However, given the fact that after the passing of budgets by the National Assembly and this House, we always speedily transfer funds to provinces and to accredited municipalities, it is unacceptable that some fail to spend. Many of them discharge their responsibilities perfectly well and are applauded, yet some fail to spend. Many – and it is not their fault – need these services. You cannot start a township without bulk services. You can’t put up houses without services because you will just have to break those houses down again. However, the headache of underspending remains with us.



Some of the provinces and municipalities sometimes resort to fiscal dumping, which often results in shoddy workmanship, leading to wasteful rectification amounting to billions of rand. Our director- general, Mr Zulu, is here. That becomes a headache for us because we are a housing or human settlements entity. That is our job. We are not a rectification or repair company, but we are faced with this problem of rectification amounting to billions of rand. It is a sad story but it has to be done. The newly appointed board of the National Home Builders Registration Council, the NHBRC, carries a huge responsibility in this regard. It must safeguard proper procedures in the construction industry countrywide. I sit on their


shoulders and stay on their tail to make sure that we do not have this kind of shoddy workmanship continuing in the country.



I therefore urge the select committee, led by the chairperson, the hon Sibande, to redouble its efforts and, together with us, to come down hard on those responsible. For our part, we have taken some of the severest actions against those who engage in shoddy workmanship or fail to adhere to norms and standards in respect of sanitation, for example.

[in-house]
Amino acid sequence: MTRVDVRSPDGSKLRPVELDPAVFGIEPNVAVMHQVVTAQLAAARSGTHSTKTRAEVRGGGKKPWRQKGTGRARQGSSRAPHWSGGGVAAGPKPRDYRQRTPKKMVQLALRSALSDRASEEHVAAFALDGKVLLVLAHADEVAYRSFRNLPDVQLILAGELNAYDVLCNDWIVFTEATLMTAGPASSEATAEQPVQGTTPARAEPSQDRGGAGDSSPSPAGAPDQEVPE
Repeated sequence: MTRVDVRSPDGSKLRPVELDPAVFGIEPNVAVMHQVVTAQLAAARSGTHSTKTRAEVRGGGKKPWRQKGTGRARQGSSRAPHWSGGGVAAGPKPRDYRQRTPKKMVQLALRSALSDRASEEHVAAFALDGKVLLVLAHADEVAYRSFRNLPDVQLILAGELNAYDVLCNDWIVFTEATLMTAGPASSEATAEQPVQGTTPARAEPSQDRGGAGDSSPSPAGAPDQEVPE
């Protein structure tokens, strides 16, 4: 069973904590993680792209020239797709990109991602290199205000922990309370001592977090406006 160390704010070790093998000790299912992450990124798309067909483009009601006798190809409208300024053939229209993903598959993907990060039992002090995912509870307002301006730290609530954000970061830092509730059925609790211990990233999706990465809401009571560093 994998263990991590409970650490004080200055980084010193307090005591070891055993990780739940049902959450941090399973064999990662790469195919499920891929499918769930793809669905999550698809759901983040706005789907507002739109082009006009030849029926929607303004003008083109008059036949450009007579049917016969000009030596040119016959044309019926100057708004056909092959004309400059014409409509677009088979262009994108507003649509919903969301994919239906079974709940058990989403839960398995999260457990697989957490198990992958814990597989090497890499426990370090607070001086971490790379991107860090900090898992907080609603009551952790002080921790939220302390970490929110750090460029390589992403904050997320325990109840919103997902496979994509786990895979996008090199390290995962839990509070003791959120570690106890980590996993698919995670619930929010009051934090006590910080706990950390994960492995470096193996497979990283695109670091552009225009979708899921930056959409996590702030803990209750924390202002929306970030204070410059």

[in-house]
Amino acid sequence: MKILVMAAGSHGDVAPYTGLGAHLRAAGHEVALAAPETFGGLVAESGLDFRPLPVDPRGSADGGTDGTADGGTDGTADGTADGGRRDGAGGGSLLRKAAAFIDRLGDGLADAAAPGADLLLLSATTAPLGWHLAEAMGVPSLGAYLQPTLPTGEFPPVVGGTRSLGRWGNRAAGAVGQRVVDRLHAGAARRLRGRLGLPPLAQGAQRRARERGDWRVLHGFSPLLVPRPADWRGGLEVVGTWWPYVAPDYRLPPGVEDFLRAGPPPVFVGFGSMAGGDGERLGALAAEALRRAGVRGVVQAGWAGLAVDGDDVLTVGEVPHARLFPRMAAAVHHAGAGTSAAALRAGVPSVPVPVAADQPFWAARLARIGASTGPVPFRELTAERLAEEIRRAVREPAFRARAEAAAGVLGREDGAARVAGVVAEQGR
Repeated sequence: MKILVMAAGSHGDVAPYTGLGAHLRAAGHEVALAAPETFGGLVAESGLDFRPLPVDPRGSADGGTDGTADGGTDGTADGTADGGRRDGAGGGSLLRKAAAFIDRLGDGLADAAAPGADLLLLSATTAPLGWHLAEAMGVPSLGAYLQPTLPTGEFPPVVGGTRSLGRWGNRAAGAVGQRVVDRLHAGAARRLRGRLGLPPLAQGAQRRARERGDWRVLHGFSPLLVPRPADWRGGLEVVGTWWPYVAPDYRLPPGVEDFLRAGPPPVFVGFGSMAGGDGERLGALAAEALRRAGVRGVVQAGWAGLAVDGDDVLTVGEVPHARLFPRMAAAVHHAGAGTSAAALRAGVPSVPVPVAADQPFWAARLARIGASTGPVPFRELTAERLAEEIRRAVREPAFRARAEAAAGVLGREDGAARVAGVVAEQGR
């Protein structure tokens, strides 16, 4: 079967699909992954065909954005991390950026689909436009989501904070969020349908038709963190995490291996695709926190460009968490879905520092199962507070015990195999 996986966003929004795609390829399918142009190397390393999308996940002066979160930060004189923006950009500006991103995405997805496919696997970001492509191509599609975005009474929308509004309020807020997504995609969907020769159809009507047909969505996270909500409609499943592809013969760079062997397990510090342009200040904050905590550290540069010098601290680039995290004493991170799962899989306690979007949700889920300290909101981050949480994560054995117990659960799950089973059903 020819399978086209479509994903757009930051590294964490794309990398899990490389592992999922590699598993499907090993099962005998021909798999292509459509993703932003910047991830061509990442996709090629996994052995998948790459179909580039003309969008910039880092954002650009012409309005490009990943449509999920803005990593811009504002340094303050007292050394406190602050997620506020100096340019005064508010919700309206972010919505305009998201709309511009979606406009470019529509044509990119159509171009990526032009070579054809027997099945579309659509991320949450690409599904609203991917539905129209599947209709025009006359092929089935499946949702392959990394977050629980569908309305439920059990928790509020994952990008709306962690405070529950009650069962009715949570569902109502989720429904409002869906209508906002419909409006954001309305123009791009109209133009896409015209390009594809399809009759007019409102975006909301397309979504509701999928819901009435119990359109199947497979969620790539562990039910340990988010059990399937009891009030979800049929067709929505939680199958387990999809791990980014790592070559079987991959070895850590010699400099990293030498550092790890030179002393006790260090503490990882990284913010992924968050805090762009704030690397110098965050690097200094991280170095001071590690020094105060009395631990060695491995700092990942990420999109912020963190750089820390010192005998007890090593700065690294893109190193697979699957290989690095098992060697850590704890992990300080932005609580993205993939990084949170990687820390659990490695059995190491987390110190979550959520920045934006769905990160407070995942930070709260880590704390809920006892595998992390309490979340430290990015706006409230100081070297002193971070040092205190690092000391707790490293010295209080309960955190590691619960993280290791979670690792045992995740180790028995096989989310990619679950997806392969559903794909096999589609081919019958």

On this point I want to make the following clear. It is totally, totally, unacceptable that although we provide funds, the responsible government entities and certain municipalities fail to even build a simple toilet while the serious stench of the bucket system prevails in some parts of the country. For me as Minister, this is unacceptable. You give me the budget – I also get it from the National Assembly – but then it is passed on to people who cannot build a toilet! [Interjections.] Sometimes, when toilets are built, some are left uncovered, such as in the recent scandalous cases of Makhaza and Moqhaka in the Western Cape and the Free State. [Interjections.] This even prompted the Human Rights Commission to get involved.



Our response - taking funds away from poor performers - is required by law. Remember, I don’t take funds from provinces or from municipalities because I want to do so. When you give me this money,


the law - you – say that if I don’t perform, the money should be taken back. That is not the job I would like to do. As I indicated, capacity issues need to be addressed. Most importantly, this is my message to members who sit here as representatives of political parties: Political parties must ensure that their deployees are capable people. There is nothing the matter with cadre deployment. I am deployed here as a cadre. There is nothing wrong with that policy, but make sure, political parties, that after these elections you deploy the right people. Make sure that your deployees are people who have a strategic understanding of what they are doing because, in turn, they have to put in place employees who have skills. That is where we fall - when deployees put the wrong employees in place. [Interjections.]